Udacity, who, along with Coursera and edX, has been one of the "big three" MOOC providers is stepping back from its initial vision, to refocus on corporate training. Now that we've had a bit of time to think through the potential offered by MOOCs, and to assess how well they live up to them in practice, what conclusions are people drawing? Is it possible that MOOCs have value, but just aren't the same sort of animal as a traditional "bricks and mortar" course? Jonathan Freedman, from the University of Michigan, thinks so, and calls them "usefully Middlebrow." John Covach of the University of Rochester talks in depth about his own experiences, and frames MOOC courses as more akin to a public lecture series than a college course.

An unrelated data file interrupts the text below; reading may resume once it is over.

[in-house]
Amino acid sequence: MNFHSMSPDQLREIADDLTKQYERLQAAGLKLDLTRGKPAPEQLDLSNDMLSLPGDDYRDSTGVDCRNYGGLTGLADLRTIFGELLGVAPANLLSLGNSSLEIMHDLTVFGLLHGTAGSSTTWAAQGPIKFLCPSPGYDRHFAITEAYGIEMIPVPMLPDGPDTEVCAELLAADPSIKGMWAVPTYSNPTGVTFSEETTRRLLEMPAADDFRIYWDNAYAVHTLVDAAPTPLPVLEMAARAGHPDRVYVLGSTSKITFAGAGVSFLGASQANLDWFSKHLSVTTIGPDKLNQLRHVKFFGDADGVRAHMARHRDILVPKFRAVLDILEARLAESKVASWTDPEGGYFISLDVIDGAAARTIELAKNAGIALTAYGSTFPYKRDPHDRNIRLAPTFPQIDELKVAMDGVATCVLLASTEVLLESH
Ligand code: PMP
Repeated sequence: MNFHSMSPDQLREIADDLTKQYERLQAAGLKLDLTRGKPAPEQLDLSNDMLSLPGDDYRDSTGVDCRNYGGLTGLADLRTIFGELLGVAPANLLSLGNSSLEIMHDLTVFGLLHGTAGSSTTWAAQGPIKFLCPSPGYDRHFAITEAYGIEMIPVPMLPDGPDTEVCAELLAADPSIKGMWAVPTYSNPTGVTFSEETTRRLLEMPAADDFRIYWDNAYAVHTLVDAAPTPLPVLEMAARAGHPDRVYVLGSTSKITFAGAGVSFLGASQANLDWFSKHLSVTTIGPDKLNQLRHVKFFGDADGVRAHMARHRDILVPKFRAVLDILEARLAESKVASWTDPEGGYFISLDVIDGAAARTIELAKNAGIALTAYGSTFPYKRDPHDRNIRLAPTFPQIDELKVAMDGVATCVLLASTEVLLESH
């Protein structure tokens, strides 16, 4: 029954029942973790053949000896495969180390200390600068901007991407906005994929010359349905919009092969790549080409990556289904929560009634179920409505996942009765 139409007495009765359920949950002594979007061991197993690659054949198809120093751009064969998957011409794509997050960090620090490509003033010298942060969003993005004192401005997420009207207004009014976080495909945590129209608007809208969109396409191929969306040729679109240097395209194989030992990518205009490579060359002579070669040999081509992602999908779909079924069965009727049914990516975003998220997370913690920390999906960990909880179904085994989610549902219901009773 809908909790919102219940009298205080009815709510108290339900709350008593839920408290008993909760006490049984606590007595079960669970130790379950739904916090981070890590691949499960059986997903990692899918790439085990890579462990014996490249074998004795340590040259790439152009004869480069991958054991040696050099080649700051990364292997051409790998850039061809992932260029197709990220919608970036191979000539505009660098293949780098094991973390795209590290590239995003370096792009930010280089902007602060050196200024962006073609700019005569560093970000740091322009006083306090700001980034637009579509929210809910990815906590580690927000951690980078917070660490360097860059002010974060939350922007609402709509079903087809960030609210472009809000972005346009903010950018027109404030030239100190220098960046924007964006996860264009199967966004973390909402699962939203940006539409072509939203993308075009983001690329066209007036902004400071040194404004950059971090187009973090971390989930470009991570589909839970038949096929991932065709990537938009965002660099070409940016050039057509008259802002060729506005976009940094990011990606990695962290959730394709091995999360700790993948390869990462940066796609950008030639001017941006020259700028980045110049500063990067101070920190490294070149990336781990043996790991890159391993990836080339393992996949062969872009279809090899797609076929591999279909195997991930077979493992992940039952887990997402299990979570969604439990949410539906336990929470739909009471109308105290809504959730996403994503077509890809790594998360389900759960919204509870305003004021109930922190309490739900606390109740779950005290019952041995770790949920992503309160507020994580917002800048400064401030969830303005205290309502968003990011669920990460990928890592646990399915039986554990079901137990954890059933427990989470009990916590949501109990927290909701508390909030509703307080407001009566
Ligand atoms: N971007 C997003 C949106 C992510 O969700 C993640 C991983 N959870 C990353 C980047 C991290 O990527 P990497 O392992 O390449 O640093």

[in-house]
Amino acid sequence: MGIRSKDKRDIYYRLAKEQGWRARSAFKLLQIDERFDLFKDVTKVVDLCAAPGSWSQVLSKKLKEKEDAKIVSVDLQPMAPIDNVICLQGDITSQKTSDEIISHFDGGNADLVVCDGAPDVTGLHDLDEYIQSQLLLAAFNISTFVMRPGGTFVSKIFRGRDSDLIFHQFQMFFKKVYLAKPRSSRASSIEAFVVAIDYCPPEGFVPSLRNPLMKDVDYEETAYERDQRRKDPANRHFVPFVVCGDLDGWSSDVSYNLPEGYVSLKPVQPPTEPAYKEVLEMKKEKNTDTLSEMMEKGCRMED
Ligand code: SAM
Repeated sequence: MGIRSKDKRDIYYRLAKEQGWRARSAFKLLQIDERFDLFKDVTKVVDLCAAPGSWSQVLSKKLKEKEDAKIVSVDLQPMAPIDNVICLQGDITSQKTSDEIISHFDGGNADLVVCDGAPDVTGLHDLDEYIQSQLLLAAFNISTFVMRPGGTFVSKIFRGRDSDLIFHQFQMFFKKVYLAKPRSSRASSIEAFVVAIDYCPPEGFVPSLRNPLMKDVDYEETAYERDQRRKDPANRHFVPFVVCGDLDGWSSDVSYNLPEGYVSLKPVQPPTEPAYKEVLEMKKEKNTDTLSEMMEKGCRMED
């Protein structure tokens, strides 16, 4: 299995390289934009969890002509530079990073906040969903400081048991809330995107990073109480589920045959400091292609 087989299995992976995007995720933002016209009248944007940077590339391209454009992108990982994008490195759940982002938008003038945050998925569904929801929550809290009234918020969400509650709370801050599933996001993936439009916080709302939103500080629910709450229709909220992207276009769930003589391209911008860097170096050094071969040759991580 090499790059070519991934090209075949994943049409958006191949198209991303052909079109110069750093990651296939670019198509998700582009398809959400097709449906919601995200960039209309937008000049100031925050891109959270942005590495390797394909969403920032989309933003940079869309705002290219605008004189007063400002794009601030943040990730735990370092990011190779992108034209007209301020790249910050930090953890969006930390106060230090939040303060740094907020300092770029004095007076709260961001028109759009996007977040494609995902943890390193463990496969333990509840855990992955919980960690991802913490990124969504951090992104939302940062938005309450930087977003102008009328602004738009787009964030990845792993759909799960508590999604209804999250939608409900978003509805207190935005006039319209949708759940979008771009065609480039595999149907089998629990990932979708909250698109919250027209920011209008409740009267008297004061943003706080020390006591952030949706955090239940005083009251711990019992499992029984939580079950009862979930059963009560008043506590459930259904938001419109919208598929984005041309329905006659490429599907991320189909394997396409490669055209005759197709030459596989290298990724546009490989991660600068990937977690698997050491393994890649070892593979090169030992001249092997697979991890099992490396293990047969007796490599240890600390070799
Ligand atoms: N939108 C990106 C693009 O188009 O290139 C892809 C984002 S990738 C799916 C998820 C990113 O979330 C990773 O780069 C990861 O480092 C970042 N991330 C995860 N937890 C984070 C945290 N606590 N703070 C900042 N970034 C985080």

The New Yorker takes on the MOOC: “One of the edX people said, ‘This is being sponsored by Harvard and M.I.T. They wouldn’t do anything to harm higher education!’ What came to my mind was some cautious financial analysts saying, about some of the financial instruments that were being rolled out in the late nineties or early two-thousands, ‘This is risky stuff, isn’t it?’ And being told, ‘Goldman Sachs is doing it; Lehman Brothers is doing it.’ ” Previously
Harvard and MIT today announced a new partnership for offering free online courses, called edX. [more inside]